BAGHDAD: Turkey must stop accepting "illegal" transfers of crude oil from the autonomous Kurdistan region of northern Iraq or risk damaging bilateral ties, government spokesman Ali Dabbagh warned on Sunday.
His remarks were the latest sign of cooling ties between Ankara and Baghdad, as well as between the central government and the autonomous Kurdish region over oil exports.
"Turkey must stop the unauthorised export of oil through its land," Dabbagh said in an e-mailed statement. "Exporting oil from the Kurdistan region to Turkey is illegal."
He warned that Turkey was contributing to the "smuggling of Iraqi oil" and said: "This matter will affect relations between the two countries, especially economic relations, which will be damaged."
Dabbagh added: "This oil and gas is the property of all Iraqis and it must be exported by, and its revenues go to, the federal government, which represents all Iraqis."
A Kurdish official said a week ago that Iraqi Kurdistan had begun sending oil produced in its three-province region out of Iraq without the express permission of the central government.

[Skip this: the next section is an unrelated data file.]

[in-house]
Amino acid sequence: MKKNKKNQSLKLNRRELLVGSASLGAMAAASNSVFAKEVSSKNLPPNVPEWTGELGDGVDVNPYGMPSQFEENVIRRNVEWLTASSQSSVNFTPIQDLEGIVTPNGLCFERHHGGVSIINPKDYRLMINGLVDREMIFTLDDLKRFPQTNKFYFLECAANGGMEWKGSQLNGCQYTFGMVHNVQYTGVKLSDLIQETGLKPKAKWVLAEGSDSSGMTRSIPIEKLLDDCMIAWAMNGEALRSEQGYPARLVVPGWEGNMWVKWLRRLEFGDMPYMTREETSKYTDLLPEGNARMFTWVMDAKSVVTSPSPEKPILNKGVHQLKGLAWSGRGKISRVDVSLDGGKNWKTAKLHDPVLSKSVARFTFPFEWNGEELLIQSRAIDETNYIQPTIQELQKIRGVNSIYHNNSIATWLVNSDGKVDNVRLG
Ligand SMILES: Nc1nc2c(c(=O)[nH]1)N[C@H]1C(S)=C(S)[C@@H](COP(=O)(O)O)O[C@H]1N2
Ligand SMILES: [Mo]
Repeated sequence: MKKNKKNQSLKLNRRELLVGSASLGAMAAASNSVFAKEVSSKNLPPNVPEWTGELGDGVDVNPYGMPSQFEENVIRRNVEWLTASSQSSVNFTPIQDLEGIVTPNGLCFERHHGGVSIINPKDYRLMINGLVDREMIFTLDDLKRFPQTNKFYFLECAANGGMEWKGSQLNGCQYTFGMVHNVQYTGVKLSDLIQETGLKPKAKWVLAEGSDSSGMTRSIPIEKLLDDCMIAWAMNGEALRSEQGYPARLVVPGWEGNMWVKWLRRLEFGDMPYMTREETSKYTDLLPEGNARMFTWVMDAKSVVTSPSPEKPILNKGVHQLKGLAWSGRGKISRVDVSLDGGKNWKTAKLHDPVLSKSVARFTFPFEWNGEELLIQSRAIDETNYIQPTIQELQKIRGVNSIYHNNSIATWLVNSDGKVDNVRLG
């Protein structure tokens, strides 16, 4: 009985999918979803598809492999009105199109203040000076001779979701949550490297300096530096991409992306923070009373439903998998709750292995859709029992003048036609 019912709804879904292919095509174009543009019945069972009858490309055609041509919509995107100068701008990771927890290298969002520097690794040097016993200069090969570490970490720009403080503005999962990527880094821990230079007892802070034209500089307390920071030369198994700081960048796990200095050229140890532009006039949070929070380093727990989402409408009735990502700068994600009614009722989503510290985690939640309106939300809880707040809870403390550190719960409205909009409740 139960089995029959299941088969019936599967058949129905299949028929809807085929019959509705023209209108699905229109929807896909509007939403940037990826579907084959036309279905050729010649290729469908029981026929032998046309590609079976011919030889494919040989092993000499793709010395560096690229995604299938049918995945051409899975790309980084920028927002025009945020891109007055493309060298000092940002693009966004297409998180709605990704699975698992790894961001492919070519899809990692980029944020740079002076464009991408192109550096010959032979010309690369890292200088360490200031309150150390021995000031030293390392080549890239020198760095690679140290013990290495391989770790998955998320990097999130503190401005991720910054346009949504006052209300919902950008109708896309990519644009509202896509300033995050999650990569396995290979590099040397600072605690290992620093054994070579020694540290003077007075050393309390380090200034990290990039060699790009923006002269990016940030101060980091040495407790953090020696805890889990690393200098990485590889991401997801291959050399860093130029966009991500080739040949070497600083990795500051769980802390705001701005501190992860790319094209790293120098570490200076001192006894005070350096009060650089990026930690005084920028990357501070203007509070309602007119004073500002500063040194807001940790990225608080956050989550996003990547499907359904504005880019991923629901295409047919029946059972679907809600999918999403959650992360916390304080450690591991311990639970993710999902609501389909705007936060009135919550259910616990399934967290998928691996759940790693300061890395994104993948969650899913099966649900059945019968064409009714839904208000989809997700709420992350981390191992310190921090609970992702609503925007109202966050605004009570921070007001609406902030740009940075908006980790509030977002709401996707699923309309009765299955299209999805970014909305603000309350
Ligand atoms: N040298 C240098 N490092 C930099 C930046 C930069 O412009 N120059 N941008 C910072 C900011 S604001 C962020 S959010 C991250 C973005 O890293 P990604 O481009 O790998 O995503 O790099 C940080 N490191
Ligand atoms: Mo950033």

"We started exporting limited quantities of crude oil to Turkey a few days ago," Seerwan Abubaqr, an adviser to the Kurdistan regional government's natural resources ministry, told AFP.
He said the crude was being exported to Turkey so it could be refined into various products before being brought back to Iraqi Kurdistan.
"If we need to, we will export oil to Iran," Abubaqr added. "We will continue exports of crude oil until the central government provides the region with oil products."
"The central government has pushed us to do this."
Kurdish officials say the central government has barred the dispatch of petroleum products to the northern region, but the oil ministry in Baghdad has persistently denied those allegations.
Ties between Iraq and Turkey, which had been improving, have cooled considerably since December, particularly over Turkey's refusal to extradite Iraq's fugitive Vice President Tareq al-Hashemi, who is currently on trial in absentia on charges he ran a death squad.
The extradition spat added to a deterioration of ties between the two countries, which summoned Ankara's envoy to Baghdad twice in a single month to complain over different incidents.
And a dispute over oil between Baghdad and the Kurdish government in Arbil has also worsened, with Kurdistan looking to ramp up oil production and export capabilities, and the region has also cut off oil exports to Iraq in a payment row.
Arbil has signed dozens of contracts with foreign oil firms aimed at boosting its oil sector. But the central government, which says all oil contracts must go through Baghdad and regards any that do not as illegal, has strenuously opposed such deals.